arrow right cross menu search arrow-left arrow-right menu open menu close plus minus

Future Proofing Ethanol and SAF CI Scoring with CIBO

CIBO was a Sponsor at the National Ethanol Conference in San Diego Feb 19-21. There is already a lot of interest in lowering the Carbon Intensity (CI) of ethanol and growing interest in how to lower the CI of all biofuels across the supply chain. This interest is being driven by new incentives from the government – IRA section 45Z tax credits for one – as well as awareness of the climate action necessity.

For many renewable fuel products and biofuels, the supply chain starts on the farm field. Currently, the 40B (and soon 45Z) tax credits apply to Sustainable Aviation Fuel. The credits are expected to also apply to the production of ethanol when 40B sunsets next year and 45Z takes over. For both ethanol and ethanol-to-jet fuel production pathways, it is the farming of feedstock (aka corn, soy, etc), that has one of the greatest GHG emissions.

Total Carbon Intensity
Image 1: GHG Emissions by source in the corn-to-ethanol production pathway.


Figure Ethanol

Image 2: GHG Emissions by source in the ethanol-to-jet fuel pathway.


There is still some “wait and see” feeling and not a little bit of frustration that pervades the biofuels space when it comes to initiating programs that incentivize low CI feedstock. The uncertainty and frustration come from a lack of clarity and specificity from the government on what, exactly, will “count” from a tax credit standpoint. Contributing to this uncertainty is the fact that it is still the early days for byproducts and markets for low CI feedstocks. Everyone seems to agree that we are on the right pathway towards a renewable fuels future but all agree that more clarity and better understood markets are needed to get there faster.

The GREET model allows on-farm practices to be considered in the overall CI calculations for ethanol and SAF; but it does not require on-farm practices to be used. There are Lifecycle Analysis Databases that simply stipulate a CI score for the feedstock being used, regardless of where or how it’s being farmed. This approach, while possible faster than a detailed supply shed or farm-by-farm approach, leaves tax credit money on the table for biofuels producers and cuts farmers out of the incentive picture entirely.

In his speech at the NEC, US Secretary of Agriculture Tom Vilsack was clear on how he feels about that. Secretary Vilsack mentioned that on-farm modeling and usage of GREET is essential for incentive programs for farmers. He suggested that such incentive programs are essential to achieve our fuel security and agricultural resilience goals. The Secretary was clear that both GREET and other models used for CI quantification must accommodate on-farm sustainability and climate smart practices.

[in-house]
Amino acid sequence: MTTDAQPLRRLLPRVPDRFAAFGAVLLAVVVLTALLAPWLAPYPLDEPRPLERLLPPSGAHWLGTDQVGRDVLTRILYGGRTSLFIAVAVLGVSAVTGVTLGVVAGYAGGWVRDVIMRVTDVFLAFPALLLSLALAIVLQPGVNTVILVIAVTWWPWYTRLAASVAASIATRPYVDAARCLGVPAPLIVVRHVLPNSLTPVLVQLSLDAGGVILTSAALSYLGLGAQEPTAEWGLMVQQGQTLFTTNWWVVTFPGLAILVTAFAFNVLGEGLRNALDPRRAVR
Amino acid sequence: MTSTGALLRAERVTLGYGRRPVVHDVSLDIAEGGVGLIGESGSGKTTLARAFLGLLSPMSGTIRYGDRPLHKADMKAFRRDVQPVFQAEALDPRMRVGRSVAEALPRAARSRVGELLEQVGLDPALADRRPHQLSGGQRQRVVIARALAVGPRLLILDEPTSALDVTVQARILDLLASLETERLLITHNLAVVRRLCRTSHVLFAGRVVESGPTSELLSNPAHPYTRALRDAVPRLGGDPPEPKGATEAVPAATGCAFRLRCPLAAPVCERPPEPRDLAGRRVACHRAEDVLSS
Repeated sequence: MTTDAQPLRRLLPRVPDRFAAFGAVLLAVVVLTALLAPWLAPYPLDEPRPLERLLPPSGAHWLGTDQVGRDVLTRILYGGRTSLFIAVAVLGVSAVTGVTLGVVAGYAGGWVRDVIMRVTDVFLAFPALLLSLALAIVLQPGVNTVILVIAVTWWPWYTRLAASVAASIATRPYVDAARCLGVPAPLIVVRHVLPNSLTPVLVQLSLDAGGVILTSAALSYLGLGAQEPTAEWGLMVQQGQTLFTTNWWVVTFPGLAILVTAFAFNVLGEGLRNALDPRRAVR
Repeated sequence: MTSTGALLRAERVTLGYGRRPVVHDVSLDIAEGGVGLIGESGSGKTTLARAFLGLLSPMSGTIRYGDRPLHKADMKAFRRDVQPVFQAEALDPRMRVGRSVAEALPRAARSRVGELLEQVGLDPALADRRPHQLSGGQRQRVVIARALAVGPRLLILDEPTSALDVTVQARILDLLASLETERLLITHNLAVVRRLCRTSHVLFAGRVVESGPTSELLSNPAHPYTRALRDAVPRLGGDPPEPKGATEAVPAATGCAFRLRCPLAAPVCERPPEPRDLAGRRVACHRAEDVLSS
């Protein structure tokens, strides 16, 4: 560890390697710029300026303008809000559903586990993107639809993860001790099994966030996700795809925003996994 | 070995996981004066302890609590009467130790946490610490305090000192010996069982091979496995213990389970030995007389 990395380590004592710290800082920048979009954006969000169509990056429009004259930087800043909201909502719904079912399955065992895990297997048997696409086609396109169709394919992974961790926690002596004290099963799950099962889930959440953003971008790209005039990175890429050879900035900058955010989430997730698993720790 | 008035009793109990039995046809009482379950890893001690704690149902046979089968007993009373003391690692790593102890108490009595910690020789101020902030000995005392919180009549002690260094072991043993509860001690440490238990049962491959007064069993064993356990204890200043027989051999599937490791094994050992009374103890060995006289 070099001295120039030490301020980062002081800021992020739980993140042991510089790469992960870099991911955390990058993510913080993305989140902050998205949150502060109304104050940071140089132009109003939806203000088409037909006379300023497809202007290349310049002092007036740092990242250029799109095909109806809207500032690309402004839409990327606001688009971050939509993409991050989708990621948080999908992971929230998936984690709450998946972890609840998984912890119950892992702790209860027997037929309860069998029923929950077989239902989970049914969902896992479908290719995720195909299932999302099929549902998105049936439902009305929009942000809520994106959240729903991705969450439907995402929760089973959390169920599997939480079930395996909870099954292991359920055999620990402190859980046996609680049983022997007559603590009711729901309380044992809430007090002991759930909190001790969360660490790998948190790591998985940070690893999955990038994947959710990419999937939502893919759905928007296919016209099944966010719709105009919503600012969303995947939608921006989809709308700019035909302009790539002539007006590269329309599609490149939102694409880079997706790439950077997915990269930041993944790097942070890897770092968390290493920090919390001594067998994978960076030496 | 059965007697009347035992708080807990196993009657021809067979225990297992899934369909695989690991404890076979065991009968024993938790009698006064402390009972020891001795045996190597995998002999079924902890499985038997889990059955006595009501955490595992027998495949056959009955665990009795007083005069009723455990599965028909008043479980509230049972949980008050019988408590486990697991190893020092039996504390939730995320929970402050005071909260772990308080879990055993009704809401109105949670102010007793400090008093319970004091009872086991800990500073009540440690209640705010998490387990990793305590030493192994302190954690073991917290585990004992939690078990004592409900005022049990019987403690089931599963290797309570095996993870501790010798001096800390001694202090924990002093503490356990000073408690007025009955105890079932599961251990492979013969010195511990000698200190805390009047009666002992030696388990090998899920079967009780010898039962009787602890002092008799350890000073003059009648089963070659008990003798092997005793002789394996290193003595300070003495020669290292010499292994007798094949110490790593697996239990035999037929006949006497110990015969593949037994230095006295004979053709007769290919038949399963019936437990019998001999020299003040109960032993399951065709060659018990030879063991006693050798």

The Secretary talked about the importance of biofuels supported incentive programs for farmers because, he said, those incentives, combined with climate smart agriculture practices create additional revenue streams for small and medium sized farms. Incentive programs help create systems of sustainability that create additional revenue streams for farmers, coops, and communities that establish our resiliency. Such incentive programs that help the transition to regenerative agriculture is how farmers and coops and biofuels producers embrace our “renewable energy future”.

The secretary closed by lauding farmers and reinforcing his support for regenerative agriculture saying that “…farmers understand intuitively that you have to give back to the land, you can’t keep taking, otherwise it will stop giving. You have to replenish and renew and regenerate it.”

CIBO is proud to be at the forefront of the transition to regenerative agriculture. Our platform uniquely combines detailed programs management with satellite based remote sensing  and detailed ecosystems modeling. Together, the remote sensing detects on-the-ground farming practices that reduce GHG emissions and lower CI scores. The detected practices are fed into our modeling engine which brings the most advanced mechanistic and ecosystem modeling available to bear on quantifying CI, CO2e sequestration, GHG emissions avoidance and reduction, as well as a host of other factors that contribute to overall carbon footprint impacts. All of this automatic detection happens without disrupting or interrupting the farmer who is focused on doing the business of farming. All of this data is then brought to bear on the programs and program requirements that are brought to life in CIBO Impact. Whether a refinery is trying to source low CI feedstocks or incentivize growers to adopt practices that will lower the CI of their future yields, CIBO Impact is there to bring to life any CI, Scope 3, USDA, or carbon farming program.

If we missed you at NEC, reach out! We would love the opportunity to show you how to see more with CIBO.